After Afghanistan: Veterans open up about U.S. military withdrawal
WACO, Texas (KWTX) - “On my orders. The United States military has begun strikes against Al Qaeda terrorist training camps, and military installations of the Taliban regime in Afghanistan.”
On October 7, 2001, just shy of a month after the September 11 attacks, President George W Bush launched Operation Enduring Freedom.
It was a broad war, not against the country but a concept: terrorism.
At that point, Americans were familiar with Iraq, but as the U.S. hunted Osama Bin Laden and sought to eliminate the Al Qaeda threat, we quickly became familiar with Afghanistan, and the war there would claim in the lives of nearly 2,500 U.S. service members.
“I didn’t want to see that type of fear. I wanted to go do something about it at its root,” said Army veteran Jakob Spraggins.
Spraggins, Navy veteran Aaron Rollins, and Marine veteran Rolando Hernandez, all served in Afghanistan.
“We’d go patrolling the areas. We were dismantling IEDs. We would meet with the people and meet with the farmers, and then also help train with the Afghan National Army,” said Hernandez.
Rollins said, “I was part of a medically embedded training team and as a Navy corpsman myself, I was qualified to teach field medicine, and combat medicine fundamentals to the Afghan Army, police.”
Spraggins told us, “We were in a small town and our job was to set up and establish a regional government, and to help maintain a force there after we left.”
They worked alongside Afghan nationals.
Hernandez said, “my translator, as I told you before, his name, they couldn’t use a real name so his name was John Rambo. John was a very unique person. But he got the job done whenever we needed help.”
“We worked pretty closely with some Afghan National Army and police figures and one of them was an instructor for the course that we were helping them maintain.
His name was Akhmed if I remember correctly, he was a really, really solid dude,” Rollins recalled.
And they got to learn about them, their way of life and their world.
Rollins said, “encountering these people that live off bags of rice, and they make their own bread in some sort of oven that they’ve made by hand. You know, they live with clothes that they’ve spun themselves, they live off the livestock that they raise, it really is a different world. And you, you respect it because it’s, it’s so austere but it’s also disciplined and dignified.”
Now these veterans are worried about the future for those left behind.
At the same time, they know the cost of long term commitments all too well, and what the future may have looked like if the U.S. chose to do it again.
“Once it is planted and can never be killed. But you’re pretty much asking indefinite. You can’t go into a place and expect to change an entire culture, especially when it’s been around for thousands of years,” Spraggins said.
Rollins added, “it would have to end up with a situation like we have bases in Germany, Japan, England, we would need a permanent base there, you know, and people willing to support it.”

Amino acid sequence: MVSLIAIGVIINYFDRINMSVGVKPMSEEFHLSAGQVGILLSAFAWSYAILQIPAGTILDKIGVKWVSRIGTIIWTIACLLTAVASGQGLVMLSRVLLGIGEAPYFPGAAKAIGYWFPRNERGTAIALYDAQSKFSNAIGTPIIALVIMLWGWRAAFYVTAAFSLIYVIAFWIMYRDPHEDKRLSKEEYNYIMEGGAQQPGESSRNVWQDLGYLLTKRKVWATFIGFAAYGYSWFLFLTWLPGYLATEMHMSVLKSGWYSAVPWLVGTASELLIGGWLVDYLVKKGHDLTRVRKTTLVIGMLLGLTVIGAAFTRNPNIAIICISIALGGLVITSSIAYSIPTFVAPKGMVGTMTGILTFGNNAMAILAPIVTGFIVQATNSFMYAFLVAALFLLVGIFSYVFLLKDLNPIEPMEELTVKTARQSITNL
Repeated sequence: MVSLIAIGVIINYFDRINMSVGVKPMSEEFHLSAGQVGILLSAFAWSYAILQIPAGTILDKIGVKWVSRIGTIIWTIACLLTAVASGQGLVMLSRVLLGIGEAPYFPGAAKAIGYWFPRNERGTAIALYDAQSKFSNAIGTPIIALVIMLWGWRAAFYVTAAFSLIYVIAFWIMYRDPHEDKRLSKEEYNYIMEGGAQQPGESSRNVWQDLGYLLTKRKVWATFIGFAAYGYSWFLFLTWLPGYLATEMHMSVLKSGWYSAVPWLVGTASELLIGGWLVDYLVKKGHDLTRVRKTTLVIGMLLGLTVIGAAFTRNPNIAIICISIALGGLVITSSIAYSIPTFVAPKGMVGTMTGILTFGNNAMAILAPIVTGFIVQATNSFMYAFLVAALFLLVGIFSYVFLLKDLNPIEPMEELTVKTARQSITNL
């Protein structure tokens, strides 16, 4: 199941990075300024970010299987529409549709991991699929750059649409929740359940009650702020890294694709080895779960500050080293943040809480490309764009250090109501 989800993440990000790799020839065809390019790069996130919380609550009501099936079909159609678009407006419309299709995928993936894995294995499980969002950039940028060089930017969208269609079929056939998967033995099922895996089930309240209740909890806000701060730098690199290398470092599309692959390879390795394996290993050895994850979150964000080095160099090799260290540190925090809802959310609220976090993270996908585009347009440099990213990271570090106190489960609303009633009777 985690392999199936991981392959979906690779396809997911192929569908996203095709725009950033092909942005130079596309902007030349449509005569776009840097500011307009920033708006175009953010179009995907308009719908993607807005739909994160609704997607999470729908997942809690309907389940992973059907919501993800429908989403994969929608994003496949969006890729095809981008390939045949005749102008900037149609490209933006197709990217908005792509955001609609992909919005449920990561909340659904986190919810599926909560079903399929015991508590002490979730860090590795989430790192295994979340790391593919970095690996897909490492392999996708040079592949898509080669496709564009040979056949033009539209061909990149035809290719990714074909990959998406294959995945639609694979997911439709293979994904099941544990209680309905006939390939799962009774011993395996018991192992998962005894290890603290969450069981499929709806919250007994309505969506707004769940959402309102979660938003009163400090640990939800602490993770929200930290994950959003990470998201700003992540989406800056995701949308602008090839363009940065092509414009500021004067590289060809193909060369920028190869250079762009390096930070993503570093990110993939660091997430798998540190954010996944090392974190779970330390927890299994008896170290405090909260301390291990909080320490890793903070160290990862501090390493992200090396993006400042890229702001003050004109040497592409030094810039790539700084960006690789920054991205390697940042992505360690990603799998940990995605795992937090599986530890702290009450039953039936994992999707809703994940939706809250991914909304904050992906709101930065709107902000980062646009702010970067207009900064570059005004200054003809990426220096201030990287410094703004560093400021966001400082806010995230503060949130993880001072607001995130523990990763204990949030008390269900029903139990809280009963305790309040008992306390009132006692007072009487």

Now 20 years after the war in Afghanistan first began, a Taliban controlled country remains where a fledgling democracy once stood.
Rollins said, “I personally felt that we should have stayed longer, we should have been spending our money more wisely, and we should have had a lot better planning.
But they do not believe their efforts were for nothing.
Spraggins said, “If a doctor works on a cancer patient for 20 years, and that cancer patient after 20 years of work finally passes, does that doctor chop up 20 years and say he lost, or does that doctor say ‘hey, I gave that guy 20 years.’ Yeah, I think we had a huge impact there.”
Now there are some 800,000 U.S. veterans who served in Afghanistan processing what they’ve seen unfold and what they experienced.
Hernandez explained, “when I first heard about it before I saw anything, I said well you know that’s good. I’m glad we’re glad we’re finally getting out. But then when I saw how we’re getting out, I got to see some pictures of the stuff we left behind. And you know right there was a gut punch. I’m like, how the heck are we leaving this stuff, you know? Now that it’s been done, what can we do? You know, hopefully we have a plan to figure it out how we can stop any further loss of our equipment, of our people, and help out the Afghanistan people that are stuck or left behind.
When asked what they want Americans to know about the sacrifice by the U.S. military in Afghanistan, Spraggins said, “that it’s continuing. Just because the war is over doesn’t mean they came back. I lost one of my really good friends last year because the fight never left him. That sacrifice is continuing because it’s within the hearts and minds of everybody who was there.”
Still the thoughts of these veterans turned to the people of Afghanistan.
And they hope sense can be made out of the world people in the country find themselves in now.
Rollins said, “my hope is that they can come to a place where they don’t have to live in fear every day because there’s so much evil going on over there. My hope is that something happens that they can take all that training that we gave, and all that equipment that’s left behind and they can rally up and fight back against their oppressors.”
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